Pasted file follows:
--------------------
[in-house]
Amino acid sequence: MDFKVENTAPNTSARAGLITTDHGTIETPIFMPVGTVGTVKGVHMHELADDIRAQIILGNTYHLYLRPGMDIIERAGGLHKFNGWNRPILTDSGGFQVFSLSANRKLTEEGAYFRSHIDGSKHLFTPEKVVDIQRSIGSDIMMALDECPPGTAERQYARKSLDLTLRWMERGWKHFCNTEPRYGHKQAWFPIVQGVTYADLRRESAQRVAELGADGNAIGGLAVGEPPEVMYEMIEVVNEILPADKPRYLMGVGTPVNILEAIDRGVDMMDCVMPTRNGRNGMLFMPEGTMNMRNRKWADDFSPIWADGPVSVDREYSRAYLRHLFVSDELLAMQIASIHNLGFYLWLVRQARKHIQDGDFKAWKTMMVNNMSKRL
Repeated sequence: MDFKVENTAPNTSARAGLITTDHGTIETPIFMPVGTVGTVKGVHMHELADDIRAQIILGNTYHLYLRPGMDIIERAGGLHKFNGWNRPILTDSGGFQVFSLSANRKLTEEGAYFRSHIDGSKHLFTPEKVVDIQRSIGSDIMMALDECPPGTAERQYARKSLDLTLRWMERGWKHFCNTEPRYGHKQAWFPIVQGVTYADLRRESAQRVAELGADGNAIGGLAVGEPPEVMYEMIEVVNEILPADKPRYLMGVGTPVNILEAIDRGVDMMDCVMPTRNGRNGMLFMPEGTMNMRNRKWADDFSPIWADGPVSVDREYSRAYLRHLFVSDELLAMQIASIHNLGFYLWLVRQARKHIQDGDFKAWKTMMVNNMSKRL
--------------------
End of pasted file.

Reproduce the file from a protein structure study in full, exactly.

[in-house]
Amino acid sequence: MDFKVENTAPNTSARAGLITTDHGTIETPIFMPVGTVGTVKGVHMHELADDIRAQIILGNTYHLYLRPGMDIIERAGGLHKFNGWNRPILTDSGGFQVFSLSANRKLTEEGAYFRSHIDGSKHLFTPEKVVDIQRSIGSDIMMALDECPPGTAERQYARKSLDLTLRWMERGWKHFCNTEPRYGHKQAWFPIVQGVTYADLRRESAQRVAELGADGNAIGGLAVGEPPEVMYEMIEVVNEILPADKPRYLMGVGTPVNILEAIDRGVDMMDCVMPTRNGRNGMLFMPEGTMNMRNRKWADDFSPIWADGPVSVDREYSRAYLRHLFVSDELLAMQIASIHNLGFYLWLVRQARKHIQDGDFKAWKTMMVNNMSKRL
Repeated sequence: MDFKVENTAPNTSARAGLITTDHGTIETPIFMPVGTVGTVKGVHMHELADDIRAQIILGNTYHLYLRPGMDIIERAGGLHKFNGWNRPILTDSGGFQVFSLSANRKLTEEGAYFRSHIDGSKHLFTPEKVVDIQRSIGSDIMMALDECPPGTAERQYARKSLDLTLRWMERGWKHFCNTEPRYGHKQAWFPIVQGVTYADLRRESAQRVAELGADGNAIGGLAVGEPPEVMYEMIEVVNEILPADKPRYLMGVGTPVNILEAIDRGVDMMDCVMPTRNGRNGMLFMPEGTMNMRNRKWADDFSPIWADGPVSVDREYSRAYLRHLFVSDELLAMQIASIHNLGFYLWLVRQARKHIQDGDFKAWKTMMVNNMSKRL